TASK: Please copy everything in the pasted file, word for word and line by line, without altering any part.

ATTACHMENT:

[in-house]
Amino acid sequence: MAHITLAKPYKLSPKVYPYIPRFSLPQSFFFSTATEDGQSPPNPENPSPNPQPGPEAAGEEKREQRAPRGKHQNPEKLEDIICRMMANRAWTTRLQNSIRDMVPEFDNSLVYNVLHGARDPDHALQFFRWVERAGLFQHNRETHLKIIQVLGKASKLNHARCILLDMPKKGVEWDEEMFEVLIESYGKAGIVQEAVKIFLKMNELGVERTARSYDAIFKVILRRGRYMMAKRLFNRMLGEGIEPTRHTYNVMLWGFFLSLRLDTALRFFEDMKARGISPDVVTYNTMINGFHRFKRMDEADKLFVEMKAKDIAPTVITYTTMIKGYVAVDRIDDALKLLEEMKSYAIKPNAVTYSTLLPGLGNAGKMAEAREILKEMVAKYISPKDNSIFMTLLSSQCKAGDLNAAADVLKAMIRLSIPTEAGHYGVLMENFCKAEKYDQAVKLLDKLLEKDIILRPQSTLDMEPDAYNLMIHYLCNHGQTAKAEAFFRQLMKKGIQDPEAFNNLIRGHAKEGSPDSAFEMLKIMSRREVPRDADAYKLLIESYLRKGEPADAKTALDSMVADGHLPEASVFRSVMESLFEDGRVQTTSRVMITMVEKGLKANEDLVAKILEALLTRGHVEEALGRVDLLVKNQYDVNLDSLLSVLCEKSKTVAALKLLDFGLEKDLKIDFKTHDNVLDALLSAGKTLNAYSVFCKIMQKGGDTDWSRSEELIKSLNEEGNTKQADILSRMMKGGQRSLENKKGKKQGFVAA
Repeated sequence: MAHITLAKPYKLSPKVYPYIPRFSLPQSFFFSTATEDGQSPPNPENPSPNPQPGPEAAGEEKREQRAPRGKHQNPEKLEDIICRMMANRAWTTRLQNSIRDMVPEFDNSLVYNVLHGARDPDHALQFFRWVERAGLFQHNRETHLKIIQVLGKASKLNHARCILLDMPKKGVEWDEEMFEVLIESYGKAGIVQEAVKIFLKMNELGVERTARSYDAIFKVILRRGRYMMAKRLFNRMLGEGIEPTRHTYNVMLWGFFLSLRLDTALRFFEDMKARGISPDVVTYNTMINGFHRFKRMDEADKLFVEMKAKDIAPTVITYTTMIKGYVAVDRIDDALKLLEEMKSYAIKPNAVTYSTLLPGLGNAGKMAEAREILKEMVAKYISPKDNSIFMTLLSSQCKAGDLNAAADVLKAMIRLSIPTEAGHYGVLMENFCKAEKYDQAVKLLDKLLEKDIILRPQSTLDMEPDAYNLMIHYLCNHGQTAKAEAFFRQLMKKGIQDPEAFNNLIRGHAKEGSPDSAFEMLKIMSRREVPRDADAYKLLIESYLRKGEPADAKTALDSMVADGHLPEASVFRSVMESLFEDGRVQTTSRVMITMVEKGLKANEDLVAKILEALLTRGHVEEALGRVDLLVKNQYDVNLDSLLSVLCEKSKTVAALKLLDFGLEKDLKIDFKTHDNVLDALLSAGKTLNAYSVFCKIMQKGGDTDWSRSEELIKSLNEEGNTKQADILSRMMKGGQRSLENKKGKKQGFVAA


[in-house]
Amino acid sequence: MAHITLAKPYKLSPKVYPYIPRFSLPQSFFFSTATEDGQSPPNPENPSPNPQPGPEAAGEEKREQRAPRGKHQNPEKLEDIICRMMANRAWTTRLQNSIRDMVPEFDNSLVYNVLHGARDPDHALQFFRWVERAGLFQHNRETHLKIIQVLGKASKLNHARCILLDMPKKGVEWDEEMFEVLIESYGKAGIVQEAVKIFLKMNELGVERTARSYDAIFKVILRRGRYMMAKRLFNRMLGEGIEPTRHTYNVMLWGFFLSLRLDTALRFFEDMKARGISPDVVTYNTMINGFHRFKRMDEADKLFVEMKAKDIAPTVITYTTMIKGYVAVDRIDDALKLLEEMKSYAIKPNAVTYSTLLPGLGNAGKMAEAREILKEMVAKYISPKDNSIFMTLLSSQCKAGDLNAAADVLKAMIRLSIPTEAGHYGVLMENFCKAEKYDQAVKLLDKLLEKDIILRPQSTLDMEPDAYNLMIHYLCNHGQTAKAEAFFRQLMKKGIQDPEAFNNLIRGHAKEGSPDSAFEMLKIMSRREVPRDADAYKLLIESYLRKGEPADAKTALDSMVADGHLPEASVFRSVMESLFEDGRVQTTSRVMITMVEKGLKANEDLVAKILEALLTRGHVEEALGRVDLLVKNQYDVNLDSLLSVLCEKSKTVAALKLLDFGLEKDLKIDFKTHDNVLDALLSAGKTLNAYSVFCKIMQKGGDTDWSRSEELIKSLNEEGNTKQADILSRMMKGGQRSLENKKGKKQGFVAA
Repeated sequence: MAHITLAKPYKLSPKVYPYIPRFSLPQSFFFSTATEDGQSPPNPENPSPNPQPGPEAAGEEKREQRAPRGKHQNPEKLEDIICRMMANRAWTTRLQNSIRDMVPEFDNSLVYNVLHGARDPDHALQFFRWVERAGLFQHNRETHLKIIQVLGKASKLNHARCILLDMPKKGVEWDEEMFEVLIESYGKAGIVQEAVKIFLKMNELGVERTARSYDAIFKVILRRGRYMMAKRLFNRMLGEGIEPTRHTYNVMLWGFFLSLRLDTALRFFEDMKARGISPDVVTYNTMINGFHRFKRMDEADKLFVEMKAKDIAPTVITYTTMIKGYVAVDRIDDALKLLEEMKSYAIKPNAVTYSTLLPGLGNAGKMAEAREILKEMVAKYISPKDNSIFMTLLSSQCKAGDLNAAADVLKAMIRLSIPTEAGHYGVLMENFCKAEKYDQAVKLLDKLLEKDIILRPQSTLDMEPDAYNLMIHYLCNHGQTAKAEAFFRQLMKKGIQDPEAFNNLIRGHAKEGSPDSAFEMLKIMSRREVPRDADAYKLLIESYLRKGEPADAKTALDSMVADGHLPEASVFRSVMESLFEDGRVQTTSRVMITMVEKGLKANEDLVAKILEALLTRGHVEEALGRVDLLVKNQYDVNLDSLLSVLCEKSKTVAALKLLDFGLEKDLKIDFKTHDNVLDALLSAGKTLNAYSVFCKIMQKGGDTDWSRSEELIKSLNEEGNTKQADILSRMMKGGQRSLENKKGKKQGFVAA